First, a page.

Post Processing Tutorial, 2 – Quick Overview, Color Contrast Adjustments

Overview, details to follow in a later post

Previous post processing (PP) tutorial overview posts –

Here, we’re looking at step #3 in this sequence of PP adjustments

  1. White Balance
  2. Highlight & Shadow Recovery
  3. Color Contrast
  4. Tonality

(click any image to enlarge)


Thus far we’ve considered the following steps –

Our image as captured in-camera (RAW),

followed by the next image which shows the effect of  a PP white balance (WB) adjustment,

followed by the next image which shows the effect of  a PP shadow/highlight recovery.

It’s important to realize that the result shown in the final image could have been achieved in-camera at capture if we had taken the shot –

  • Nikon only – Active D-Lighting on and set to Extra High, or
    • Any camera – with an exposure compensation 2/3 stop higher than actually used,
  • Set our WB very slightly cooler (most cameras offer a fine-tuning option for each preset)
  • There will be some minor variations from camera to camera due to differing white balance processes, but the end result would be essentially the same.
  • Take-away message – get it nearly right in camera and a few post-processing tweaks is all that it takes.

It’s equally important to realize that none of the actual camera settings (WB & exposure) can be changed directly in PP (to achieve the same result as would have been had at capture) if we did not shoot in RAW. The improvement in this image was relatively minor because I strive for perfection in-camera – but make a mistake leading to a bad capture and you may be in trouble if you didn’t shoot RAW. A word to the wise….


At this point we have achieved an image with nearly perfect colors, as a result of the initial WB step, and nearly perfect exposure as a result of the previous shadow/highlight recovery step. This was all done by simply changing our camera settings in PP to what they might have been at capture. What’s next?

Most digital images suffer from a lack of contrast in two areas (depending on the subject matter and the camera make/model) –

  1. Color (think hue)
  2. Tone (think brightness)

So why’s that a problem? Images that lack contrast are flat. They lack life (or as some say, Pop!). In the extreme, in a flat image colors within an area (sky, surface, etc.) appear to have been painted with a single uniform color from a can instead of the natural variations and gradations that reflect reality.

In this post we’ll look at color contrast adjustments, and do the same with tone in the next. These adjustments do not depend much on whether you shot in RAW. Start with an image that has correct color and good exposure – RAW, JPEG, TIFF, whatever – and you’re set to go.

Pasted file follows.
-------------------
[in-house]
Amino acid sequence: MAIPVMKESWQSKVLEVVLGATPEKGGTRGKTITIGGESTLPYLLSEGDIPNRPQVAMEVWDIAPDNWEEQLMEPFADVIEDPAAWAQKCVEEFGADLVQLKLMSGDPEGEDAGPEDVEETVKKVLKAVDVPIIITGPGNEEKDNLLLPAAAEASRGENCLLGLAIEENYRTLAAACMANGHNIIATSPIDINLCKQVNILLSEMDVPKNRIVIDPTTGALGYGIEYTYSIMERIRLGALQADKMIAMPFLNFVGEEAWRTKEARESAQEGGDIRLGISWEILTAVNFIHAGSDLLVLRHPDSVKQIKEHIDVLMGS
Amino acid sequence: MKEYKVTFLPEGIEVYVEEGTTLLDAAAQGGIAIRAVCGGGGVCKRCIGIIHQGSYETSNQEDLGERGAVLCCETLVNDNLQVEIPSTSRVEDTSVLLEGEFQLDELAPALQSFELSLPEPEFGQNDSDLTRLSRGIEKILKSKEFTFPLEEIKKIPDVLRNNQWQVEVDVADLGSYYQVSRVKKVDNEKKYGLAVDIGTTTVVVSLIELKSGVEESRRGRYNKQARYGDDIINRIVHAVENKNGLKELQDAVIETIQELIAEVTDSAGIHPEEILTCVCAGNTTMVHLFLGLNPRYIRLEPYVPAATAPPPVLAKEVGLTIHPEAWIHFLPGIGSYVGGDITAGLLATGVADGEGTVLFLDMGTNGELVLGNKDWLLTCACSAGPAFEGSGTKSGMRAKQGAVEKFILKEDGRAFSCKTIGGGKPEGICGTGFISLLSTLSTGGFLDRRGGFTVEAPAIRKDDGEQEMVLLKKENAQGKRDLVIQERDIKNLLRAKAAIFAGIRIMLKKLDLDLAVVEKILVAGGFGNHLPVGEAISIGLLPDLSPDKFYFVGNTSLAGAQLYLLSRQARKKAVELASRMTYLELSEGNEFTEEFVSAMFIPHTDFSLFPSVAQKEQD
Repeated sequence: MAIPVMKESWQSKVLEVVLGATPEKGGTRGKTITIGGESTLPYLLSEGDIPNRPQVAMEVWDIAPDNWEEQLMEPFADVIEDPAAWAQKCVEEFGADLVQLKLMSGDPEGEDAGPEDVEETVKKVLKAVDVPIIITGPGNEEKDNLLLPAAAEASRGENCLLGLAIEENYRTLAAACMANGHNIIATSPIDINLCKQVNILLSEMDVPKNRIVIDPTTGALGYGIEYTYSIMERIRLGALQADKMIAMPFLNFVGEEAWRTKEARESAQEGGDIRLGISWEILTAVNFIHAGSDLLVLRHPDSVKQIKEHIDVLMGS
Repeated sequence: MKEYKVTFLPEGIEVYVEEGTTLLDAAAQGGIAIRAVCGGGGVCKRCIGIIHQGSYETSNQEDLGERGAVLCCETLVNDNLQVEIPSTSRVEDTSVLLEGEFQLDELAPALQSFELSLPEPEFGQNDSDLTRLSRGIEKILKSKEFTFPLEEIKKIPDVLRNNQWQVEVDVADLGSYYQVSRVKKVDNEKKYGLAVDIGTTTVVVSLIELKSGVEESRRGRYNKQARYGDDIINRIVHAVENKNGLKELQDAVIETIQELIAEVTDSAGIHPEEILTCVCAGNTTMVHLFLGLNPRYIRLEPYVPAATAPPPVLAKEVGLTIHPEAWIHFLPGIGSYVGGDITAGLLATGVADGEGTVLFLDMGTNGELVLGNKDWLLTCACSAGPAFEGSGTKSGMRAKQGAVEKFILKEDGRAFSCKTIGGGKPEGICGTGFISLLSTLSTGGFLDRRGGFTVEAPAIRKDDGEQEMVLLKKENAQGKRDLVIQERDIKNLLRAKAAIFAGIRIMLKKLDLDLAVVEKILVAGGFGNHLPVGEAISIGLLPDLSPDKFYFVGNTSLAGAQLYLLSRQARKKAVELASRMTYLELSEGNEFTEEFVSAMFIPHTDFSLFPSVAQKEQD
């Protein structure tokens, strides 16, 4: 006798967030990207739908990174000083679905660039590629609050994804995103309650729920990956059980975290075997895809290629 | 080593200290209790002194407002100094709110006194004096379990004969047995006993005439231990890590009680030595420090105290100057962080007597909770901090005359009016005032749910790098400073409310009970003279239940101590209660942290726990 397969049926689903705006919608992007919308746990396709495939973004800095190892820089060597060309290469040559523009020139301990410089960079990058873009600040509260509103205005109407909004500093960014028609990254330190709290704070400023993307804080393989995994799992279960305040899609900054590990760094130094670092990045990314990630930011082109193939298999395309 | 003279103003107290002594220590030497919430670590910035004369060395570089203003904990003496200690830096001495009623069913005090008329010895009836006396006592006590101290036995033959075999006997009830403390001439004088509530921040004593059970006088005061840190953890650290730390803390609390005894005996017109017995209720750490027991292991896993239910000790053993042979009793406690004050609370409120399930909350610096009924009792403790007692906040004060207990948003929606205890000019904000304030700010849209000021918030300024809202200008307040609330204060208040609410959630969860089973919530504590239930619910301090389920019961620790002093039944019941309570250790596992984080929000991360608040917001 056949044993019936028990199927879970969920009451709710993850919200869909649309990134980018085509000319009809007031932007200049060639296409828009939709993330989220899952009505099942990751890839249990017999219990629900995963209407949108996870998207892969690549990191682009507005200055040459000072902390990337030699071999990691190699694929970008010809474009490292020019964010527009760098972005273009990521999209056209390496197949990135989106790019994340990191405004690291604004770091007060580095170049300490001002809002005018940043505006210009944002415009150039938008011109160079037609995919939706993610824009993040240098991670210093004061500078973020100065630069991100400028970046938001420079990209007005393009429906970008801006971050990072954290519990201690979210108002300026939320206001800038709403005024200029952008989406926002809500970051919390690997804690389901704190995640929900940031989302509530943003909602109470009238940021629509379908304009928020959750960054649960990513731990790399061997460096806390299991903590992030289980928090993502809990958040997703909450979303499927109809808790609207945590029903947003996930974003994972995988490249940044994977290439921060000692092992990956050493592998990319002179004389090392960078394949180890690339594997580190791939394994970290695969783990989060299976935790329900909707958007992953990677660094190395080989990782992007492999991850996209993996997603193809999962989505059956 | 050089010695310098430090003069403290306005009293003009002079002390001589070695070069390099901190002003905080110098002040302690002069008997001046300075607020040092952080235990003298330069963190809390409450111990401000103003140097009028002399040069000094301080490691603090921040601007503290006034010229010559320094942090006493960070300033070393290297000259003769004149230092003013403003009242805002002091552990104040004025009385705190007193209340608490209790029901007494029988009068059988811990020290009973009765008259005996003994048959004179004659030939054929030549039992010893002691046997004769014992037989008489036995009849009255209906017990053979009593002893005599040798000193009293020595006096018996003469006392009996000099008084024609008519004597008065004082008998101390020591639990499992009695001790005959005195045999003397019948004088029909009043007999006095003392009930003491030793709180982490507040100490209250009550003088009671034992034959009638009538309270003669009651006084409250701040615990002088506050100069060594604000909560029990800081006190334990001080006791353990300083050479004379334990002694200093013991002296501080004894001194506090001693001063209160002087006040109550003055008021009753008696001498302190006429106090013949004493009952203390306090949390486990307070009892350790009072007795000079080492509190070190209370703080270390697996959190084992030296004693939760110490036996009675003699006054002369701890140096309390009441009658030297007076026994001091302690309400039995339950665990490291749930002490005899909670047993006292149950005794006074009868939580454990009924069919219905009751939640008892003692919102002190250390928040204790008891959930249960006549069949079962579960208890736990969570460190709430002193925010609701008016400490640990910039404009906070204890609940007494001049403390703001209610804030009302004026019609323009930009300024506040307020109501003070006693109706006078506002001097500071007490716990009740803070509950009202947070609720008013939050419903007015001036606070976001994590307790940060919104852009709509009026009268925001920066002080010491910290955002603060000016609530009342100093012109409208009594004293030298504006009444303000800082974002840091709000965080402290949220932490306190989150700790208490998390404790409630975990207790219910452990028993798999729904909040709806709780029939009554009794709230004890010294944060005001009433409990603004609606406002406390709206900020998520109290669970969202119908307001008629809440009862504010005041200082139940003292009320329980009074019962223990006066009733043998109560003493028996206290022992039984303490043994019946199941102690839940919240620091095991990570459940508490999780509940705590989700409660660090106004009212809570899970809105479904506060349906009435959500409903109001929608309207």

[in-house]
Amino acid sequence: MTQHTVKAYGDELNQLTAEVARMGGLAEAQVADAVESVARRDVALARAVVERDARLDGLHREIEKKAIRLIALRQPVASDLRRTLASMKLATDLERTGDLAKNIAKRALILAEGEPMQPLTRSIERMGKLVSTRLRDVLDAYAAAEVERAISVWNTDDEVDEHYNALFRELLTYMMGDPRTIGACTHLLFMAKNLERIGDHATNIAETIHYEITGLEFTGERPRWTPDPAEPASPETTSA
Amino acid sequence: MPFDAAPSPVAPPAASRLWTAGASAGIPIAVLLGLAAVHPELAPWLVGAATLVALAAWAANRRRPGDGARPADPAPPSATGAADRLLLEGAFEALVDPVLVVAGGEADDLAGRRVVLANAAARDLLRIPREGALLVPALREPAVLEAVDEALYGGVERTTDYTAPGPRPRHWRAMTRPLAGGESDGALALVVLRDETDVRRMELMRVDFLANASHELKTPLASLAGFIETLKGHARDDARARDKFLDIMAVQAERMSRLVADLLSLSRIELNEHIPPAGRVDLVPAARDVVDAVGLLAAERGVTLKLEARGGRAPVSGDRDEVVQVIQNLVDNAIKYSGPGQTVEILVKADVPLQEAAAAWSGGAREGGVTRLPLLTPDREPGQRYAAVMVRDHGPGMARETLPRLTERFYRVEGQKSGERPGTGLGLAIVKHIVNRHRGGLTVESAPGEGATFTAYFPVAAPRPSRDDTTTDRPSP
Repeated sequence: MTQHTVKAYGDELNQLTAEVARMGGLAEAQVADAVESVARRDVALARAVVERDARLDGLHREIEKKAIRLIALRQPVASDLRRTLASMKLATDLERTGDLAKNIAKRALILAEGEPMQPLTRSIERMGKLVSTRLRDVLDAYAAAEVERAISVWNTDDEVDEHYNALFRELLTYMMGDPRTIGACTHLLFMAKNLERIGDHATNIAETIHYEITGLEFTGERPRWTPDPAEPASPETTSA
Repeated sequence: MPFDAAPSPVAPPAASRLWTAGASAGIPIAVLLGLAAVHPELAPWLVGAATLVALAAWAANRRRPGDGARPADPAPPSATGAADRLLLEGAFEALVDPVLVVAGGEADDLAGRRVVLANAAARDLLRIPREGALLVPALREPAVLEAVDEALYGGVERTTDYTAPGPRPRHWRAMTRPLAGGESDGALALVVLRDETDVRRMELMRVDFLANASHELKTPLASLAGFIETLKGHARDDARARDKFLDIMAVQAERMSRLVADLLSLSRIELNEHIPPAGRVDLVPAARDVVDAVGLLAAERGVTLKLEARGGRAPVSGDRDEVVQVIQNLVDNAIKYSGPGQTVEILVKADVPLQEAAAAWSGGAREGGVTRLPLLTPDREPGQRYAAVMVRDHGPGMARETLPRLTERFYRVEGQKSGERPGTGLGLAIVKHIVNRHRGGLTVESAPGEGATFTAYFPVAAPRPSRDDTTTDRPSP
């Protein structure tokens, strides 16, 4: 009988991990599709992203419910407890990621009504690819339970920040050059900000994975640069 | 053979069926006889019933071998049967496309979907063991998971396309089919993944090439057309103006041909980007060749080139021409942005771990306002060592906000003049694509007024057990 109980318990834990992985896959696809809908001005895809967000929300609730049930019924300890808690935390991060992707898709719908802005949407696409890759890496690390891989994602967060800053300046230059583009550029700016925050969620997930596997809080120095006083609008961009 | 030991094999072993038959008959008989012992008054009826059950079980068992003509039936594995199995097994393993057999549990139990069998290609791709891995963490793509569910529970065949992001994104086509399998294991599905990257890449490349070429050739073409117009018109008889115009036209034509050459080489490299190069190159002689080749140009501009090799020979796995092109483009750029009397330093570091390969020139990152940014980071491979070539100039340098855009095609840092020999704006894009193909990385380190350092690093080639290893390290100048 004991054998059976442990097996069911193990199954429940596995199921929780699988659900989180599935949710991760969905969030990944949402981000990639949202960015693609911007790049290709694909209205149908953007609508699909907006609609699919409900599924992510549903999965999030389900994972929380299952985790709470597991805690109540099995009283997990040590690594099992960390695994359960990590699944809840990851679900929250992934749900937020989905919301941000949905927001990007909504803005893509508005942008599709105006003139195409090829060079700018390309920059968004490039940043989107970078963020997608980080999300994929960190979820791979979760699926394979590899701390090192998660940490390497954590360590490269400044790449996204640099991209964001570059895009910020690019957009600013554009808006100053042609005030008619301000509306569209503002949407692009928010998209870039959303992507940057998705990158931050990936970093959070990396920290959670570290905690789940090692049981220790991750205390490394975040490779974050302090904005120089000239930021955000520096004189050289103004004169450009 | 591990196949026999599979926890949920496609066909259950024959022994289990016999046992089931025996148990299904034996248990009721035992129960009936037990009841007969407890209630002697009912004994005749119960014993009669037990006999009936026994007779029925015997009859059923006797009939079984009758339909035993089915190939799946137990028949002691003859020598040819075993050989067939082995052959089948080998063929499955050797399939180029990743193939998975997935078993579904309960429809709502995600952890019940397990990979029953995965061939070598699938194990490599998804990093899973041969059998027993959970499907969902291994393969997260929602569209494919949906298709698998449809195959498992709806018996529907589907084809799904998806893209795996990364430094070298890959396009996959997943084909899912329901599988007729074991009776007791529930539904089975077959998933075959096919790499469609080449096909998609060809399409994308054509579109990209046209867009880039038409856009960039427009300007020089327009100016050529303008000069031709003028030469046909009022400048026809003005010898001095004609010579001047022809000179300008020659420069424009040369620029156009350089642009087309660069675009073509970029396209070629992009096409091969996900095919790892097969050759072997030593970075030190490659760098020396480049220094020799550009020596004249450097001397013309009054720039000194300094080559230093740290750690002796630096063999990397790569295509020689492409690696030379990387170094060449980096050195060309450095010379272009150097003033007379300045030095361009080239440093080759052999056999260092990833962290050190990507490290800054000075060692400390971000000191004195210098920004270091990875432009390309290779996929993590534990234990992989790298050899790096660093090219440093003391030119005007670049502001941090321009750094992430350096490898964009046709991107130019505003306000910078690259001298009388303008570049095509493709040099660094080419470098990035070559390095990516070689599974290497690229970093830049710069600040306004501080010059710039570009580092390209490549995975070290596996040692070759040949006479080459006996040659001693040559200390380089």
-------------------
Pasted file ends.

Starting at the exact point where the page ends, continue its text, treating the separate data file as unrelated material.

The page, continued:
Although there are many ways to tackle the contrast issue, since this is an overview post focused on showing the effect and not the mechanics of “how” I’ll use Nik Software’s Color Efex Pro (CEP) plug-in for NX2 – specifically the “Contrast Color Range” filter. Note that this adjustment is also available in NX2 without the plug-in.

I discussed the programs I’d be using, and the rationale for using them, in this post in case you missed it. As an additional note specifically about the CEP adjustment I’m about to demonstrate, recognize that anything shown here can be done in Photoshop. CEP is available as a PS plug-in. As such, even without the plug-in, the CEP result can be done directly in PS – assuming you have the time and knowledge.


This is CEP control panel for color contrast adjustments. The main (starting) control is the top one labeled Color. It has a range of 0 to 360. Its effect depends on the image & its colors. The effect for our image is as follows –

Set to 0 we get the next image (washed out colors)

and set to 360 we get this next one (over saturated)

And twiddling the Color slide and settling on 229 give us one where the color contrast is almost “just right”


When I say almost, there are shadows & highlights that aren’t right. Since we spent the entirety of the previous step (post) fixing just that, we need to do something about it. The problem is illustrated in this next view of the Color Contrast control panel which includes a histogram. It shows the extent of the problem by specifying the % of pixels with

  • 0.2% Highlights with no detail (specular = pure white)
  • 0.2% Highlights with detail
  • 2 % Shadows with no detail (pure black)
  • 2.4% Shadow with detail

and we want to correct the “no detail” problems at a minimum.

and we can make the corrections directly from the above panel simply by moving the “Protect” slider to the degree necessary.